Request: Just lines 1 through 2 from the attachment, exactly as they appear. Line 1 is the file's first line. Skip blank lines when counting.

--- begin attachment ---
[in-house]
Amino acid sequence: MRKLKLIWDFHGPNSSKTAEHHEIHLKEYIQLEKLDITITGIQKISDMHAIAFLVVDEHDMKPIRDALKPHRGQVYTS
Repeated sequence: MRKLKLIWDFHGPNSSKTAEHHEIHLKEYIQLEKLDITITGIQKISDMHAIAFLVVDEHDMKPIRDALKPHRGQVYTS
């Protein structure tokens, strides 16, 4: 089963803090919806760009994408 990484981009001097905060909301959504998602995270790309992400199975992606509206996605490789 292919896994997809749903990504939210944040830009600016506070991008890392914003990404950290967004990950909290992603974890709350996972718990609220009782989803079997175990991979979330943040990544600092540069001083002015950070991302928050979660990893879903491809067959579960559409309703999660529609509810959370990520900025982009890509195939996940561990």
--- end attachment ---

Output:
[in-house]
Amino acid sequence: MRKLKLIWDFHGPNSSKTAEHHEIHLKEYIQLEKLDITITGIQKISDMHAIAFLVVDEHDMKPIRDALKPHRGQVYTS